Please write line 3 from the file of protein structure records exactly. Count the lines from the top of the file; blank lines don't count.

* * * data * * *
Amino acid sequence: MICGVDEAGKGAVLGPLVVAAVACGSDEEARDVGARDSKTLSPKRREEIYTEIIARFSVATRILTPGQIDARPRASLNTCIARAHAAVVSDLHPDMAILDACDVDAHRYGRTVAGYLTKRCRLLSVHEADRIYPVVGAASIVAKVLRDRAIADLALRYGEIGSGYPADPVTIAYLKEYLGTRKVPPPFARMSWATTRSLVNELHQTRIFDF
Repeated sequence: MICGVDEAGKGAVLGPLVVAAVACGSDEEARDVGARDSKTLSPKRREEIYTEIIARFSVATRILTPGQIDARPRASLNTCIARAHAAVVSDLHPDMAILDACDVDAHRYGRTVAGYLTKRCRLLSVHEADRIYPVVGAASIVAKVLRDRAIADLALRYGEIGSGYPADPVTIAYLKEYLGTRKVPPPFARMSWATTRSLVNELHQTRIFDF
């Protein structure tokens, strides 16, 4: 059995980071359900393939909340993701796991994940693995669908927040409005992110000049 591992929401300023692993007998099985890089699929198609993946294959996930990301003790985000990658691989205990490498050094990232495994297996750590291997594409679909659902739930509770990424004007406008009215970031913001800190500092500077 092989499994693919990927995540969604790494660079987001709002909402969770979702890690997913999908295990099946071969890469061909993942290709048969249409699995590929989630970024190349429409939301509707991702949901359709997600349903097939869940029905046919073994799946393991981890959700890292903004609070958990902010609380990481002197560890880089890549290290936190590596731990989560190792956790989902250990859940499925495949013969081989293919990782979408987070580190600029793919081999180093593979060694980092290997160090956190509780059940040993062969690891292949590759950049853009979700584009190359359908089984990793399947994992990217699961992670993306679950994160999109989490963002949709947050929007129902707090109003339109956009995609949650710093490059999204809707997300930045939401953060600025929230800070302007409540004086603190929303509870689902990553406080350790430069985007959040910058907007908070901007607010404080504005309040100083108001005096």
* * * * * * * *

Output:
């Protein structure tokens, strides 16, 4: 059995980071359900393939909340993701796991994940693995669908927040409005992110000049 591992929401300023692993007998099985890089699929198609993946294959996930990301003790985000990658691989205990490498050094990232495994297996750590291997594409679909659902739930509770990424004007406008009215970031913001800190500092500077 092989499994693919990927995540969604790494660079987001709002909402969770979702890690997913999908295990099946071969890469061909993942290709048969249409699995590929989630970024190349429409939301509707991702949901359709997600349903097939869940029905046919073994799946393991981890959700890292903004609070958990902010609380990481002197560890880089890549290290936190590596731990989560190792956790989902250990859940499925495949013969081989293919990782979408987070580190600029793919081999180093593979060694980092290997160090956190509780059940040993062969690891292949590759950049853009979700584009190359359908089984990793399947994992990217699961992670993306679950994160999109989490963002949709947050929007129902707090109003339109956009995609949650710093490059999204809707997300930045939401953060600025929230800070302007409540004086603190929303509870689902990553406080350790430069985007959040910058907007908070901007607010404080504005309040100083108001005096």